10 problems with the Afghan campaign
International Security Assistance Force (ISAF) Commander Gen. David H. Petraeus often talks about getting the “inputs” right in Afghanistan, which means having the right mix of military forces, civilian assets and Afghan government participation to conduct a population-centric counterinsurgency (COIN) campaign. In many respects, the process of getting the inputs right only really began in 2009, but with the beginning of the U.S. drawdown later this year, it is useful to investigate whether we have the inputs right as well as whether the “outputs” are correct. The following 10 problems with the Afghan campaign reflect the challenges of resourcing the conflict correctly but also have to do with implementation strategy in general, as well as how civilian interagency and Afghan partners are doing in support of the COIN strategy. These observations are gleaned from my service in Afghanistan with the State Department in 2005-2006 when I worked as the political officer at the Tarin Kowt Provincial Reconstruction Team, military service with the Navy in 2009-2010 where I worked as the liaison officer between ISAF Joint Command and the U.S. Embassy’s Office of Interagency Provincial Affairs, as well as a trip last fall for the U.S. government where I participated in an independent study of the conflict. I also served with the Navy in Fallujah, Iraq, in 2007, which provided a useful contrasting experience.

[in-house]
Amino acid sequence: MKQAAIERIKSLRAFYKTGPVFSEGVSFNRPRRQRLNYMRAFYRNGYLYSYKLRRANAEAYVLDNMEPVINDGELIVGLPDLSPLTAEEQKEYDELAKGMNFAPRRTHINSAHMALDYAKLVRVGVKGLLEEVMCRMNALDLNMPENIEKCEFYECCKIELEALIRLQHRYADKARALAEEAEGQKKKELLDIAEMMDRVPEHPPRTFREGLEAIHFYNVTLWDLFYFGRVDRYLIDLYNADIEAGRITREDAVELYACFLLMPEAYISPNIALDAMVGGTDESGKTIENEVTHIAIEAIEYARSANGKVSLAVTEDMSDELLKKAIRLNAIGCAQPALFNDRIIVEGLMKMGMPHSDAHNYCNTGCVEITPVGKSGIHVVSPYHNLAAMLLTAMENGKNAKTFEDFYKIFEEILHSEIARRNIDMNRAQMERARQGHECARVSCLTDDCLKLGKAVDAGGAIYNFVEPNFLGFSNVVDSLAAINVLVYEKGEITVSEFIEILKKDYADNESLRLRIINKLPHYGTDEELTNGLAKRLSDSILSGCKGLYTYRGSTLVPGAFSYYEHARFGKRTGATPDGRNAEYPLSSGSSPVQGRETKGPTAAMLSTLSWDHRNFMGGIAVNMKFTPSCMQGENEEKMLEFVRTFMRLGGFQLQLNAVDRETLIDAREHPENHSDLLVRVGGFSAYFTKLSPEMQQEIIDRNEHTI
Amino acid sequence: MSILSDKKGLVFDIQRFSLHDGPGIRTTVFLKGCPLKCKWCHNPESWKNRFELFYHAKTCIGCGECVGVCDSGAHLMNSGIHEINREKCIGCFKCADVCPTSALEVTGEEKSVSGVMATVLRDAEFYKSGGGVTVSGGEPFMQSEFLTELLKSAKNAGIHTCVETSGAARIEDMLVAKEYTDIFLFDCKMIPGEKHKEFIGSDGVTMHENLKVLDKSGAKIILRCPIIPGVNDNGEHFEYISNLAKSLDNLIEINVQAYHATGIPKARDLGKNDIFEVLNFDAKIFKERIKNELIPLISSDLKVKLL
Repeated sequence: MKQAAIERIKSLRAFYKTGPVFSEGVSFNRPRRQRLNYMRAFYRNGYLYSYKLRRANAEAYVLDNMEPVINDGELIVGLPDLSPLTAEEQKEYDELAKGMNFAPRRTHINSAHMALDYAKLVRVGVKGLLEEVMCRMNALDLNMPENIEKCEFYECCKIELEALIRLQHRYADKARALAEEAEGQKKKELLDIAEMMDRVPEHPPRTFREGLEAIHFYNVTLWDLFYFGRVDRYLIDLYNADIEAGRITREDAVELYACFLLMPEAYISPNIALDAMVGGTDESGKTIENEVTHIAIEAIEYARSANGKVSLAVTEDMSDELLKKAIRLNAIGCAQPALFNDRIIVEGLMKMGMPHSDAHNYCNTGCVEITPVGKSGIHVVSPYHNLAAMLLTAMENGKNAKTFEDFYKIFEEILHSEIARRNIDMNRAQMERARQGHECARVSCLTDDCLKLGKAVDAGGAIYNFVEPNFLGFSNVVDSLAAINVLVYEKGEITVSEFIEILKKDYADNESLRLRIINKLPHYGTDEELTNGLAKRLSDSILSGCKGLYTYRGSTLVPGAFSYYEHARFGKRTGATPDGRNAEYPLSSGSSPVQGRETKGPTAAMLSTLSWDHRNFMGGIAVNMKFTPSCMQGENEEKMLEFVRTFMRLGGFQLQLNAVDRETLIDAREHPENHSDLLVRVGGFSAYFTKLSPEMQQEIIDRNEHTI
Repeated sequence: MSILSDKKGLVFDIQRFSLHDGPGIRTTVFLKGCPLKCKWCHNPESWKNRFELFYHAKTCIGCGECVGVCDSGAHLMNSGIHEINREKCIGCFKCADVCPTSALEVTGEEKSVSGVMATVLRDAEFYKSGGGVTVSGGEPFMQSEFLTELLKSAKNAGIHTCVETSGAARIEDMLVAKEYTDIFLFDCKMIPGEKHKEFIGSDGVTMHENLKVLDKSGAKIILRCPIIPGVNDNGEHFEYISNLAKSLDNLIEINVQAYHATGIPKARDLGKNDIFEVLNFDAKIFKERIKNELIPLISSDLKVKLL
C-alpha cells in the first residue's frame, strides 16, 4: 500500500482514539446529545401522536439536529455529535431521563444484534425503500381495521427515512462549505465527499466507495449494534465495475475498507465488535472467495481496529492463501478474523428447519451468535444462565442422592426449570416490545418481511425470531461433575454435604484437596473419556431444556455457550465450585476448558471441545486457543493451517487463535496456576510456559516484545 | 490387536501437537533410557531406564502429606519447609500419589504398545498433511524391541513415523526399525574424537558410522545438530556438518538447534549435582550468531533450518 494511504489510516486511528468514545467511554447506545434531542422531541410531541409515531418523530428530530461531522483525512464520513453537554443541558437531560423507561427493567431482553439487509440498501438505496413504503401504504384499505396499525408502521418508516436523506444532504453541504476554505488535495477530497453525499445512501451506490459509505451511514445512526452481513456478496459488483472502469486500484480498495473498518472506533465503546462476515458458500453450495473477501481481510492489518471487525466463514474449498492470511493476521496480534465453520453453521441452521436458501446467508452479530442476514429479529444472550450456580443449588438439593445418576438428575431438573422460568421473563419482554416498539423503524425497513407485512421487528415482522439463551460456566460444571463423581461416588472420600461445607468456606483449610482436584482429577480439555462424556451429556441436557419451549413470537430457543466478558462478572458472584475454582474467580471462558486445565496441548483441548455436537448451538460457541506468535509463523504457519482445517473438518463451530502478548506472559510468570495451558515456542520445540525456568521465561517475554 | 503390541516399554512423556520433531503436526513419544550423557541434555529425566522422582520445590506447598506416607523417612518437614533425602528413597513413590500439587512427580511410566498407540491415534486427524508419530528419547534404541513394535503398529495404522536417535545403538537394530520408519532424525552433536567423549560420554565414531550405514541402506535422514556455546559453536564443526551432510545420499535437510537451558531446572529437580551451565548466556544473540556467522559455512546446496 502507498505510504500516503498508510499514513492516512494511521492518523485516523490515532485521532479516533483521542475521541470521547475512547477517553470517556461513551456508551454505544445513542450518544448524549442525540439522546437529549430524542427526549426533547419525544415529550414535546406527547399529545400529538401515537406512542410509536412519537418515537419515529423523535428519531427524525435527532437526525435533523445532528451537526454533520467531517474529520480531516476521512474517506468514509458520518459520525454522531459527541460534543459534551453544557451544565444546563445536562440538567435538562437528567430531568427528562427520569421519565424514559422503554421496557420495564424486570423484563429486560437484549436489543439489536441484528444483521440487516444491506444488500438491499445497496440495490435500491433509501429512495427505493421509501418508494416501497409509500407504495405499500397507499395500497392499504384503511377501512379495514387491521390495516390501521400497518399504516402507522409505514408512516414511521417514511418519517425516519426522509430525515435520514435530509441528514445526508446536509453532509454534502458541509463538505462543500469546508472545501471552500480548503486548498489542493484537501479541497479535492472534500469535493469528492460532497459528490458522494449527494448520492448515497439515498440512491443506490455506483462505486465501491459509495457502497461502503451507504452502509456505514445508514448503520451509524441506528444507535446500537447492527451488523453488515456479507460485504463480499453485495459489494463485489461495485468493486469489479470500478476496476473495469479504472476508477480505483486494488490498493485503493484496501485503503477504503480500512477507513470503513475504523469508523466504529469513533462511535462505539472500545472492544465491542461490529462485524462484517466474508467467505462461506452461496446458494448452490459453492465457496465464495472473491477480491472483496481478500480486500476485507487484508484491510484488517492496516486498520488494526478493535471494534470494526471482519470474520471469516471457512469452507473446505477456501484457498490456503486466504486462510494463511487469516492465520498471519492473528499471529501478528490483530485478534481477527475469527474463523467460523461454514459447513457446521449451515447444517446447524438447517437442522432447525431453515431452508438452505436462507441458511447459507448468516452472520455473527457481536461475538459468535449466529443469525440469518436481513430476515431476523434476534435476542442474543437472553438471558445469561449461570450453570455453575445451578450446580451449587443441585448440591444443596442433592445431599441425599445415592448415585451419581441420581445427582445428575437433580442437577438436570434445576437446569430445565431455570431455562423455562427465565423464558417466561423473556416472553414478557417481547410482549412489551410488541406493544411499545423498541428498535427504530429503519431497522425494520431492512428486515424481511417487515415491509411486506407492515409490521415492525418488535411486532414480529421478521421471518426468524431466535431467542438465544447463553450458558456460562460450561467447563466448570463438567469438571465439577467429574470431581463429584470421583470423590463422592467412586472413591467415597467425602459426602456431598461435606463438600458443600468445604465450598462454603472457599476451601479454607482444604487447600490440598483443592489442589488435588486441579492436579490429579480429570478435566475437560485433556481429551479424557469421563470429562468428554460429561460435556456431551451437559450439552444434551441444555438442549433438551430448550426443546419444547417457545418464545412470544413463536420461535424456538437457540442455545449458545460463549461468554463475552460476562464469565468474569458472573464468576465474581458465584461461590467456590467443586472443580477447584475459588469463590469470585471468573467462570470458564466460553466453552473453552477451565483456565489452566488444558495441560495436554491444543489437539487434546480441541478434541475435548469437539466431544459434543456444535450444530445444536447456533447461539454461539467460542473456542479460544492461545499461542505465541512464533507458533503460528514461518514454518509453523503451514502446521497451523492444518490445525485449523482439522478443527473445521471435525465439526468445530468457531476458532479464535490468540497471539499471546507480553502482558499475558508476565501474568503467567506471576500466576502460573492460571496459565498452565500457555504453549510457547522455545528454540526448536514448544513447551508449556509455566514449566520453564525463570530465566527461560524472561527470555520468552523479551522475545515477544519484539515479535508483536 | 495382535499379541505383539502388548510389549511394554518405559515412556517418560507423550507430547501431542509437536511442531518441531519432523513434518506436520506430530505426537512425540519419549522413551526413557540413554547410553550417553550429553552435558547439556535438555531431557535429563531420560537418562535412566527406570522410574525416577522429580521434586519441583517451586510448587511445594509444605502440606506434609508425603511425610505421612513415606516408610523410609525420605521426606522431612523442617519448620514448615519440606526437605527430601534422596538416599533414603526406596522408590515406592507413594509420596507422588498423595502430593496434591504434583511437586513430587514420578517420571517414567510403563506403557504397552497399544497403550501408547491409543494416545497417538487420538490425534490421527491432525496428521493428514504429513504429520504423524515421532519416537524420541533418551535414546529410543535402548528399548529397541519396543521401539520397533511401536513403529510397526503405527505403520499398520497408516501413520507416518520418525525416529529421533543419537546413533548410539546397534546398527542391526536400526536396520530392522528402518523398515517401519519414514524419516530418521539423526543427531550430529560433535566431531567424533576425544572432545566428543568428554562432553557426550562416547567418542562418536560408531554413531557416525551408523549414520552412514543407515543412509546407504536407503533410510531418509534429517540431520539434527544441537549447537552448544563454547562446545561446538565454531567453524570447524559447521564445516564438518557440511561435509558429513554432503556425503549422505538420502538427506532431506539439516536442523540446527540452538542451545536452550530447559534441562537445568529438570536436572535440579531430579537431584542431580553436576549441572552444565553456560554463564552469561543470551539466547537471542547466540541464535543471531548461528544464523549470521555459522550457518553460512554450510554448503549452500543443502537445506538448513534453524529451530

1. Not enough troops. The dominant narrative of Afghanistan in Washington, D.C., is that there are enough troops to undertake a population-centric counterinsurgency campaign. However, the difference between the rhetoric of troop increases and the reality is still quite stark. Many areas of the country have sufficient troops to undertake a population protection strategy whereas others are COIN-lite and some have few, if any troops at all. This rationing of the war, where some areas receive a great deal of attention and others are economies of force, will prove insufficient to prevail against the Taliban. The Key Terrain District (KTD) program wherein coalition operations are focused in more than 80 districts represents this reduction of expectations. Each KTD is supposed to have a synchronized delivery of population-protection, good governance and reconstruction/development efforts. We are already not meeting these reduced expectations, and as we squeeze the insurgency in some areas with a counterinsurgency approach it is manifesting itself in others where sufficient resources are absent. It is an open secret in Kabul that senior ISAF leaders want more troops. President Obama’s authorization of an additional 1,400 U.S. Marines in January was further evidence that there aren’t enough troops to undertake the tasks required under a population-centric campaign and that his support for 30,000 troops was insufficient.